Does this sound familiar? I have heard it most often when soft spoken pluralists are trying to keep us pewsitters focused on "good works" as the mission of the church. The implication being that all of our differences will disappear as we work to build God's Kingdom through service. The Pope adds a new spin. I never really thought about secularists using religion to further a political agenda. In order to do so, secularism would have to accept and support religious pluralism (at least for a while). Are Christians to accept and support religious pluralism also in order to hasten the Secular-Utopian Kingdom of God? I don't think it is what the Gospels tell us, and I was curious to see what Pope Benedict XVI had to say in his further comments:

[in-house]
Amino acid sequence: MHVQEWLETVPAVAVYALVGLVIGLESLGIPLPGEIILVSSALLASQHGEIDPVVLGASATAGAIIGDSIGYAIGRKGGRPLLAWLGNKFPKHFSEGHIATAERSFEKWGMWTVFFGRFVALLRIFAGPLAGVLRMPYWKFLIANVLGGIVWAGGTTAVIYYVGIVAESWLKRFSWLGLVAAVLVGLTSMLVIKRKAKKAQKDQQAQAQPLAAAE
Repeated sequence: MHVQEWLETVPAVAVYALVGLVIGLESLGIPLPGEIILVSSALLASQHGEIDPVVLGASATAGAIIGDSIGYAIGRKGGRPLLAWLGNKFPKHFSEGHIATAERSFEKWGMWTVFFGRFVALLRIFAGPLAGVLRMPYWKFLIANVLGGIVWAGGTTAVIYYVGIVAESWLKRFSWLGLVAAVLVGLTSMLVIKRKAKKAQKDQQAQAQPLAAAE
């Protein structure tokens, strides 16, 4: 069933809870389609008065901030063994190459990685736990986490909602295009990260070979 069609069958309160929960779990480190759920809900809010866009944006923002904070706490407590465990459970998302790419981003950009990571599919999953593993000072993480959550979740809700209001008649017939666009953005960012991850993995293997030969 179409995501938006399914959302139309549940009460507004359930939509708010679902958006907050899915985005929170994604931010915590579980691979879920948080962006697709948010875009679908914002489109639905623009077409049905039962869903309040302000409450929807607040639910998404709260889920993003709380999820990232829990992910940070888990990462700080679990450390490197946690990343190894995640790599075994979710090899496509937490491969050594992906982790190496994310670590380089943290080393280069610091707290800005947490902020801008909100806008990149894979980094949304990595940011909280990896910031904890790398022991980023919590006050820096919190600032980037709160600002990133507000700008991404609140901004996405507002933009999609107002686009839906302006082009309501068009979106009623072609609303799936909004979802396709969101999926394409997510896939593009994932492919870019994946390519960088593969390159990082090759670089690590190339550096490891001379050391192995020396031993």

“This sounds good; it seems like a way of finally enabling the whole world to appropriate Jesus’ message, but without missionary evangelization of other religions. … On closer examination, though, it seems suspicious. Who is to say what justice is? What serves justice in particular situations? How do we create peace? On closer inspection, this whole project proves to be utopian dreaming without any real content, except insofar as its exponents tacitly presuppose some partisan doctrine as the content that all are required to accept.

But the main thing that leaps out is that God has disappeared; man is the only actor left on the stage. The respect for religious ‘traditions’ claimed by this way of thinking is only apparent. The truth is that they are regarded as so many sets of customs, which people should be allowed to keep, even though they ultimately count for nothing. Faith and religions are now directed toward political goals. Only the organization of the world counts. Religion matters only insofar as it can serve that objective. This post-Christian vision of faith and religion is disturbingly close to Jesus’ third temptation."